Without Guilt or Gilt

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American primitive art, artist unknown

Some Christian women, at least in my circle, often suffer from two apparitions who haunt as persistently as the spirits plaguing Scrooge on the night before Christmas. These Christian sisters and I are heartily tired of the Spirits Guilt and Gilt. In spite of brandishing a plethora of women’s devotionals, cowering in prayer closets and covering ourselves in appropriate life verses, we can’t keep those troublesome specters from materializing at the most inconvenient moments.

Maybe you haven’t had these ghosts visit you. Aren’t you just the happy Christian? No, my beleaguered sisters and I aren’t jealous of you. Too much. And if we are, we feel really really guilty about it.

The Spirit of Guilt flutters about dressed as a conscience. Don’t be fooled. Conscience is a gift, guilt is a curse. The kind of curse that drapes itself across your shoulders and clings like a limpet. It drags you hither and yon. Hither into your deepest core, not only reminding you of every sin and slipped word, but insisting you examine yourself. Not healthy self-examination. Oh, no. This is the obsessive kind that makes you question your motives, your commitment, your love, your salvation. “Look there,” it hisses. “Isn’t that Anxiety? Aren’t true Christians anxious in nothing?” or “Your thoughts wandered during the prayer. Double-minded woman.” and too often—“Did you just sigh? You were weary in well-doing again, weren’t you?”

And because Guilt is a wily type it switches things up, whisks you away from hither and sends you yonder. It shows you other wives, other mothers, other daughters, other Christian women. They trust God so much. They love their families, they delight in doing good, they are patient in tribulation. You argue with the Spirit of Guilt. “I should be rejoicing that these women are honoring and glorifying God. It’s all about Him. Isn’t it just wonderful?” And just when you think you’ve shaken it off, Guilt slithers back to show you another scenario, and you think, “Terrific. Everyone is out there honoring God with their whole heart. Except me. Poor, pitiful me. Wretched worm that I am.”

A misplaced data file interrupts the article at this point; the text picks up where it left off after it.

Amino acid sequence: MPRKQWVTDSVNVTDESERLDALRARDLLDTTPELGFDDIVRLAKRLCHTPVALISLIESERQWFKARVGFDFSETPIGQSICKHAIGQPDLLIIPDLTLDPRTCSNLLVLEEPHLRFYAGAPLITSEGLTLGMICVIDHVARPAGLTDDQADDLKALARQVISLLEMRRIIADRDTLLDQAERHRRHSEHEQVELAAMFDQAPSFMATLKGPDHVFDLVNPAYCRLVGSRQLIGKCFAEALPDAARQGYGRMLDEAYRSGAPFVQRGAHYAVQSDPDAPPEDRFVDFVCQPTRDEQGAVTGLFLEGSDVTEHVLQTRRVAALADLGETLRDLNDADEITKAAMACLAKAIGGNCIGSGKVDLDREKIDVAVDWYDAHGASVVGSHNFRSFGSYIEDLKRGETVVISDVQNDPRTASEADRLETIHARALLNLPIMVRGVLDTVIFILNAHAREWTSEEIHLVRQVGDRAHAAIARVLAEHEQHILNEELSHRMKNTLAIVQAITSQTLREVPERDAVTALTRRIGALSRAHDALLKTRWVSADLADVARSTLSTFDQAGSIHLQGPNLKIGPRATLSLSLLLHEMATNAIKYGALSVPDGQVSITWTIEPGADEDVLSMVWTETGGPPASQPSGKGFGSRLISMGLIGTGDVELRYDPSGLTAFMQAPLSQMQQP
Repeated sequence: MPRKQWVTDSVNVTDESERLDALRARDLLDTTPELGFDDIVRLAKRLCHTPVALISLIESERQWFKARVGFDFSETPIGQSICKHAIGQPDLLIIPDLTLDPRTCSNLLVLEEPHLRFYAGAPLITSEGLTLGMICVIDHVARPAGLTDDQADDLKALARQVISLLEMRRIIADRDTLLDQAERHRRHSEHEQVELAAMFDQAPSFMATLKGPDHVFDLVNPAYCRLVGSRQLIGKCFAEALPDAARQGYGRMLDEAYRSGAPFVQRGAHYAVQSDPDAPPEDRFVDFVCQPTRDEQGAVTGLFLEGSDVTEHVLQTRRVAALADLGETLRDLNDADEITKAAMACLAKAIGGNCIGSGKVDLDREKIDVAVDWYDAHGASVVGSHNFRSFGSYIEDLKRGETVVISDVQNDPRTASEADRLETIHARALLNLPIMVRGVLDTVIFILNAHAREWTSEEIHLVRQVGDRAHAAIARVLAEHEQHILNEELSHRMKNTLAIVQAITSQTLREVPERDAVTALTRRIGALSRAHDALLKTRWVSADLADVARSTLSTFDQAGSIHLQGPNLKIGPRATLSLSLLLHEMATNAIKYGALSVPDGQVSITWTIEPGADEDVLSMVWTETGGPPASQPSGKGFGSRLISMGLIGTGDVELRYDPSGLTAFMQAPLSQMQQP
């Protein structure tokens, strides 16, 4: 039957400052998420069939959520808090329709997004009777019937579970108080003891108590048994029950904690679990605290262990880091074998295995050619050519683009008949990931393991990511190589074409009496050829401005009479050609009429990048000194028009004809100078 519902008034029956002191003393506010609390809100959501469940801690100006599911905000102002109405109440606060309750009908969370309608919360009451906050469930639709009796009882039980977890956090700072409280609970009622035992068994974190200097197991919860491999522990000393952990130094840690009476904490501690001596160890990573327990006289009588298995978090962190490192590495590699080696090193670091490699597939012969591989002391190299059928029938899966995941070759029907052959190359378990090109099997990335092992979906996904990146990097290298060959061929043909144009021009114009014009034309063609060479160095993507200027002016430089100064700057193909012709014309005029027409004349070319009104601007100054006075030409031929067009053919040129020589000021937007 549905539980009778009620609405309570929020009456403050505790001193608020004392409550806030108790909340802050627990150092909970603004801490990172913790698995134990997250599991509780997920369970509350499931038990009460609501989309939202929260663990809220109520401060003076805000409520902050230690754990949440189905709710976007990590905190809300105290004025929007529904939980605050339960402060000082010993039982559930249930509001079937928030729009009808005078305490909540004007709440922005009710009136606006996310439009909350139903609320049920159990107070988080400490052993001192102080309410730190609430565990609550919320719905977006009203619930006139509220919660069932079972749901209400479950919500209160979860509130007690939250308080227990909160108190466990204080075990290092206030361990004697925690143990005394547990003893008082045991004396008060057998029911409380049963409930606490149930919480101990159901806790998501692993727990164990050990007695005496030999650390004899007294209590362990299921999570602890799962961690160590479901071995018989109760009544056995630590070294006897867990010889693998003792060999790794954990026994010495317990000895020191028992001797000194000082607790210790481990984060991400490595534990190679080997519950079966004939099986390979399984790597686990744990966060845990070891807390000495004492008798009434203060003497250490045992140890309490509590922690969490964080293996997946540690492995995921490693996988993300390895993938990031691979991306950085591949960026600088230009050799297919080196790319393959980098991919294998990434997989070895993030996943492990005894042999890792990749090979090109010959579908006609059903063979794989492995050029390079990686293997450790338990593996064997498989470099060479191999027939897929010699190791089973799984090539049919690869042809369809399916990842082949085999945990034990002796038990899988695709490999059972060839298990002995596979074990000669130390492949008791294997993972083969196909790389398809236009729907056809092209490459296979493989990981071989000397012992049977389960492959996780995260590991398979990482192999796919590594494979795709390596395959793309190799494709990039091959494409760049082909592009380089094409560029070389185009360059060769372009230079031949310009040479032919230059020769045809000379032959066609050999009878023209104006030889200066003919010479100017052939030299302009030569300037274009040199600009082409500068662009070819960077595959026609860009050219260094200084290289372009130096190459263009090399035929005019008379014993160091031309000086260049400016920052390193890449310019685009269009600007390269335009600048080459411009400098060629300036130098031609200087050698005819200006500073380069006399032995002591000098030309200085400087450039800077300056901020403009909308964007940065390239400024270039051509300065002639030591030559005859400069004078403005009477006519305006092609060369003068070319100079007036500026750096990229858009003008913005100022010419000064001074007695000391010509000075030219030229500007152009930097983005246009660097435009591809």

See how Guilt works? Always and ever taking our eyes off Jesus. It whirls us through well-chosen glimpses of a degenerate past, a present filled with indecision and a woebegone future. The louse. Even though we are on to Guilt, even though we’re forewarned, even though we know Guilt’s tricks, it always has one more up its flapping sleeve.

Don’t even get me started on the Spirit of Gilt. That’s the one who tells us we need to at least look good. “Come on, ‘Christian Woman”’”, it says. “How can you glorify God if you aren’t happy? Smiling? Making a joyful noise? Put on the Ritz, lady. You’re a Proverbs 31 Woman! Shine. Now!”